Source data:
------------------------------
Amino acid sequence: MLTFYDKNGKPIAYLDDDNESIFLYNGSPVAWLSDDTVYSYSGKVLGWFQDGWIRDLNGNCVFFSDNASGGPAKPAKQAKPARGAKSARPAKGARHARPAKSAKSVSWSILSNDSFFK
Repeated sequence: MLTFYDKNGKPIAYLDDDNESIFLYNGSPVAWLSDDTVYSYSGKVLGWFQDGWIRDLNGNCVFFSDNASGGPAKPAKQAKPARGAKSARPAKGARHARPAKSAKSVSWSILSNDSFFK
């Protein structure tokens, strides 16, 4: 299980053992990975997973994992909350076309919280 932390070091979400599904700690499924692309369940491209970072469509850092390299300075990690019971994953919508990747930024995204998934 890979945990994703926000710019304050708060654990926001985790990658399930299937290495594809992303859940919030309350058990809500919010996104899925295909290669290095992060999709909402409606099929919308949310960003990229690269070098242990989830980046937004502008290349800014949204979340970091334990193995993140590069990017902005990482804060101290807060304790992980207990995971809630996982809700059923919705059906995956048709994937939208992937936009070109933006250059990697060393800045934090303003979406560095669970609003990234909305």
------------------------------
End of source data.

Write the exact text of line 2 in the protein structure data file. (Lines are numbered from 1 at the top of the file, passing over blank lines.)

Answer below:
Repeated sequence: MLTFYDKNGKPIAYLDDDNESIFLYNGSPVAWLSDDTVYSYSGKVLGWFQDGWIRDLNGNCVFFSDNASGGPAKPAKQAKPARGAKSARPAKGARHARPAKSAKSVSWSILSNDSFFK